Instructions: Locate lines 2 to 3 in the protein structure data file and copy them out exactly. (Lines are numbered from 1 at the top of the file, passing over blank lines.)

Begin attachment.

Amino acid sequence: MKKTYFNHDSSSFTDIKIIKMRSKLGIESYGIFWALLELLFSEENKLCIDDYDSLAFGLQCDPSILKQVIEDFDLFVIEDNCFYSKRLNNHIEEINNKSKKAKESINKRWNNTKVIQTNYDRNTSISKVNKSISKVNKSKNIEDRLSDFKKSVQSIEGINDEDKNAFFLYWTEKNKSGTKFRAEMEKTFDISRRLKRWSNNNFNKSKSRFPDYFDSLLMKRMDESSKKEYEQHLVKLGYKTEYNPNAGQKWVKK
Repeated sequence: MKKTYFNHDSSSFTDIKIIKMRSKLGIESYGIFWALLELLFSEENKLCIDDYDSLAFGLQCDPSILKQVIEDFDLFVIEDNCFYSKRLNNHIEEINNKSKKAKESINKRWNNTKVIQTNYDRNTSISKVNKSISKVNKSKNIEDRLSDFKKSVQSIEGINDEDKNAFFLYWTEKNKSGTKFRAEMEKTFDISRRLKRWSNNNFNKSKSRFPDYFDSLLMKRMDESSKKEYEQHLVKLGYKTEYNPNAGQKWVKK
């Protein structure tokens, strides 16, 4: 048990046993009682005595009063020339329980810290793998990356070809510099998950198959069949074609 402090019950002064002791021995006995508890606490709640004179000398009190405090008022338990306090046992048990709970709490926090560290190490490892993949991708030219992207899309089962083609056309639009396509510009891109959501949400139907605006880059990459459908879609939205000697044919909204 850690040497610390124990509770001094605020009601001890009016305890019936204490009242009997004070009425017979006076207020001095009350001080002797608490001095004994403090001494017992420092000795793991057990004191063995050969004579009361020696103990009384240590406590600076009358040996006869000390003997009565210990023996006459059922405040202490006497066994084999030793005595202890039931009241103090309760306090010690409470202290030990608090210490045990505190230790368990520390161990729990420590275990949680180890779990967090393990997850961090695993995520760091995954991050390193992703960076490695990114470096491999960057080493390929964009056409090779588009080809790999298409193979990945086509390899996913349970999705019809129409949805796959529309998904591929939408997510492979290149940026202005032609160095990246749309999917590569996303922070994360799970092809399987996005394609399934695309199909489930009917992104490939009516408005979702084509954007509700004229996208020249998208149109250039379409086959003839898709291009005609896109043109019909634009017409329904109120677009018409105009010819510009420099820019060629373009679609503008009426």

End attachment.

Repeated sequence: MKKTYFNHDSSSFTDIKIIKMRSKLGIESYGIFWALLELLFSEENKLCIDDYDSLAFGLQCDPSILKQVIEDFDLFVIEDNCFYSKRLNNHIEEINNKSKKAKESINKRWNNTKVIQTNYDRNTSISKVNKSISKVNKSKNIEDRLSDFKKSVQSIEGINDEDKNAFFLYWTEKNKSGTKFRAEMEKTFDISRRLKRWSNNNFNKSKSRFPDYFDSLLMKRMDESSKKEYEQHLVKLGYKTEYNPNAGQKWVKK
């Protein structure tokens, strides 16, 4: 048990046993009682005595009063020339329980810290793998990356070809510099998950198959069949074609 402090019950002064002791021995006995508890606490709640004179000398009190405090008022338990306090046992048990709970709490926090560290190490490892993949991708030219992207899309089962083609056309639009396509510009891109959501949400139907605006880059990459459908879609939205000697044919909204 850690040497610390124990509770001094605020009601001890009016305890019936204490009242009997004070009425017979006076207020001095009350001080002797608490001095004994403090001494017992420092000795793991057990004191063995050969004579009361020696103990009384240590406590600076009358040996006869000390003997009565210990023996006459059922405040202490006497066994084999030793005595202890039931009241103090309760306090010690409470202290030990608090210490045990505190230790368990520390161990729990420590275990949680180890779990967090393990997850961090695993995520760091995954991050390193992703960076490695990114470096491999960057080493390929964009056409090779588009080809790999298409193979990945086509390899996913349970999705019809129409949805796959529309998904591929939408997510492979290149940026202005032609160095990246749309999917590569996303922070994360799970092809399987996005394609399934695309199909489930009917992104490939009516408005979702084509954007509700004229996208020249998208149109250039379409086959003839898709291009005609896109043109019909634009017409329904109120677009018409105009010819510009420099820019060629373009679609503008009426």